Screenshot of a time-lapse video that shows the first five days of embryo development. The embryo on the left is unedited, the right has been edited to prevent the production of the OCT4 protein. Credit: Kathy Niakan/Nature

For the first time in the UK, researchers have used genome editing technology to examine the function of a specific gene in human embryos.

The team, led by researchers at the Francis Crick Institute, also included colleagues from Cambridge University, Oxford University, the Wellcome Trust Sanger Institute, Seoul National University and Bourn Hall Clinic.

The team focused on OCT4, a protein that normally gets activated within the first few days of human embryo development. The protein’s role is not yet fully understood, but it does release an initial “set of instructions” to cells to keep progress embryo development.

Using CRISPR-Cas9, the researchers “turned off” the gene that produces OCT4 and observed what happened to 41 embryo development over the next seven days.

The embryos used for the study were donated from couples who had a surplus after IVF treatment.

A healthy embryo can transform from one cell to about 200 within the first week of development. During this time, the blastocyst also begins to form. Within the blastocyst, the group of cells “decide” to remain as part of the growing embryo or become one of two other structures¾the placenta or yolk sac.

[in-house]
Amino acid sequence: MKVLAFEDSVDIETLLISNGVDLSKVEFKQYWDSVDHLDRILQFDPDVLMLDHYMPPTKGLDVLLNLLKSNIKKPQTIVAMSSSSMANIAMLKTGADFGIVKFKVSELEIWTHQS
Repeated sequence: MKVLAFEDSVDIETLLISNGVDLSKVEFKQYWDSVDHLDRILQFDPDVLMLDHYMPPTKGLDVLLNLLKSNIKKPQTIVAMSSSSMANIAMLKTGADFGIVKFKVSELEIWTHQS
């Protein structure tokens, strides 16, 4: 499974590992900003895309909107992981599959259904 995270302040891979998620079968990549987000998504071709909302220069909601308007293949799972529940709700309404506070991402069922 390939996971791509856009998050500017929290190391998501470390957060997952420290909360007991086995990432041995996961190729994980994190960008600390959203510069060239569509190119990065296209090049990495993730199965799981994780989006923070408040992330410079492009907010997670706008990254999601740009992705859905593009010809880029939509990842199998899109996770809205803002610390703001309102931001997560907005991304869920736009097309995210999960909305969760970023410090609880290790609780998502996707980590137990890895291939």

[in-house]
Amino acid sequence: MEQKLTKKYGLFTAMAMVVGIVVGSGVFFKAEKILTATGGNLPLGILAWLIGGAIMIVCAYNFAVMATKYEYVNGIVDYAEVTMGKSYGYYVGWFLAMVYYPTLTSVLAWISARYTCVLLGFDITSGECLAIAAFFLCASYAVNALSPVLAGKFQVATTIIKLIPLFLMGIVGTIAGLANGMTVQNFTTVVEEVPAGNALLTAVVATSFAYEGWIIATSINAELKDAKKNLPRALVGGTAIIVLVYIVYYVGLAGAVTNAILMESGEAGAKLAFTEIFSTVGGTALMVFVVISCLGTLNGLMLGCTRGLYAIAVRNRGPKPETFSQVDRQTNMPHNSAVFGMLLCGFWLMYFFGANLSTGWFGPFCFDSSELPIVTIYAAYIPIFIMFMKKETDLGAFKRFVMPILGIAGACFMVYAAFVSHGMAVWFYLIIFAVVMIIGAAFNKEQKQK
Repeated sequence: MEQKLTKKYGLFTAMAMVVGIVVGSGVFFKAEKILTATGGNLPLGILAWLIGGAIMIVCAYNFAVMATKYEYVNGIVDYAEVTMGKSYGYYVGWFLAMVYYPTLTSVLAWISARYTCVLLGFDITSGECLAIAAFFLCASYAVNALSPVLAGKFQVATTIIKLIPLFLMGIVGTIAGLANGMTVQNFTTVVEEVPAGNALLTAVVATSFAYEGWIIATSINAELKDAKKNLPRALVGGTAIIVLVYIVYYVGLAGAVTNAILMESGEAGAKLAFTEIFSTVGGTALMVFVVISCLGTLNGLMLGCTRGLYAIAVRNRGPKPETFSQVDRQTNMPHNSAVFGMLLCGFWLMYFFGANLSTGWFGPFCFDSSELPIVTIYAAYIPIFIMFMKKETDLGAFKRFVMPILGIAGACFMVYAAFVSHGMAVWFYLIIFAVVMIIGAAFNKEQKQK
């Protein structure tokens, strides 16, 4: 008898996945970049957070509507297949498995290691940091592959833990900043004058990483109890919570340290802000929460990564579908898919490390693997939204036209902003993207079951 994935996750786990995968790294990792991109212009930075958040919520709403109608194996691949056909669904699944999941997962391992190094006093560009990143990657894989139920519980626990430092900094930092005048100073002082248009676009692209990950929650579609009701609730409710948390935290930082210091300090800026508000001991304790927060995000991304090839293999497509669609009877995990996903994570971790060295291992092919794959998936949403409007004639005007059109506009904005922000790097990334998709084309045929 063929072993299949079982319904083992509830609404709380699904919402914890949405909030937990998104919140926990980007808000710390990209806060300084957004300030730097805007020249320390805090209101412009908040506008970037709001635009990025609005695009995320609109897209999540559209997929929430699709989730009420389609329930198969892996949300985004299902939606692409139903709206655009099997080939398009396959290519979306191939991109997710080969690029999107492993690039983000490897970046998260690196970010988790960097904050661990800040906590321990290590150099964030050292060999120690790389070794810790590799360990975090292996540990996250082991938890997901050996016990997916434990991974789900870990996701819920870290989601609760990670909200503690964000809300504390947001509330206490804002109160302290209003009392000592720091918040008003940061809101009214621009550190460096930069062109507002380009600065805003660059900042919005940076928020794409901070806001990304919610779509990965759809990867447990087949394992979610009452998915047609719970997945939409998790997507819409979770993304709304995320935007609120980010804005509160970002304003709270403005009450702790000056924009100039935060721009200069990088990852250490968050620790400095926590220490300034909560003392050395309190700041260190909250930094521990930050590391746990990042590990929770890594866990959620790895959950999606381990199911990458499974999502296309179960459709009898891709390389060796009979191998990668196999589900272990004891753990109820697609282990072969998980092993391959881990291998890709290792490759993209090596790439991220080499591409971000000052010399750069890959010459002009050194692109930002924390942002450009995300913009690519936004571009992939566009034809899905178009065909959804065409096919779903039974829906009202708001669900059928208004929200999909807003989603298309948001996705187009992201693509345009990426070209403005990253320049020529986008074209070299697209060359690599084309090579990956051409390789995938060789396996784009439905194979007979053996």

But, as the researchers report in Nature, the blastocyst is incapable of fully forming without OCT4, and essentially implodes. The findings suggest that weakened OCT4 activity may help explain the cause of some miscarriages, and the reasoning behind why many IVF embryos fail to make it past this critical point in development.

“These findings suggest that targeting OCT4 in human embryos reduces both viability and quality of blastocysts,” the team wrote in the study.

The team found that 47 percent (eight out of 17) of the control group embryos survived through the blastocyst stage, compared to 19 percent of the CRISPR-edited ones.

CRISPR-Cas9 only emerged within the last five years, but is already considered a revolutionary technique in biomedical research. Previous experiments using CRISPR to alter the DNA of humans have been conducted in China, Sweden and the U.S., despite the ethical debate that surrounds this type of research.

But this latest study is the first to examine the role of a specific gene in early embryonic development. 

This type of basic research can provide a foundation of knowledge on early human development, and identify the root causes of when something goes wrong. Answering these fundamental questions could lead to improved fertility treatments, according to the team.

"We were surprised to see just how crucial this gene is for human embryo development, but we need to continue our work to confirm its role," said Norah Fogarty, from the Francis Crick Institute, first author of the study. "Other research methods, including studies in mice, suggested a later and more focused role for OCT4, so our results highlight the need for human embryo research."

The team spent more than a year perfecting their techniques with mouse embryos and human embryonic stem cells before switching to work on human embryos.

The study was done under a research license, and strict regulatory oversight from the Human Fertilisation and Embryology Authority (HFEA), the UK Government's independent regulator overseeing infertility treatment and research, according to the Francis Crick Institute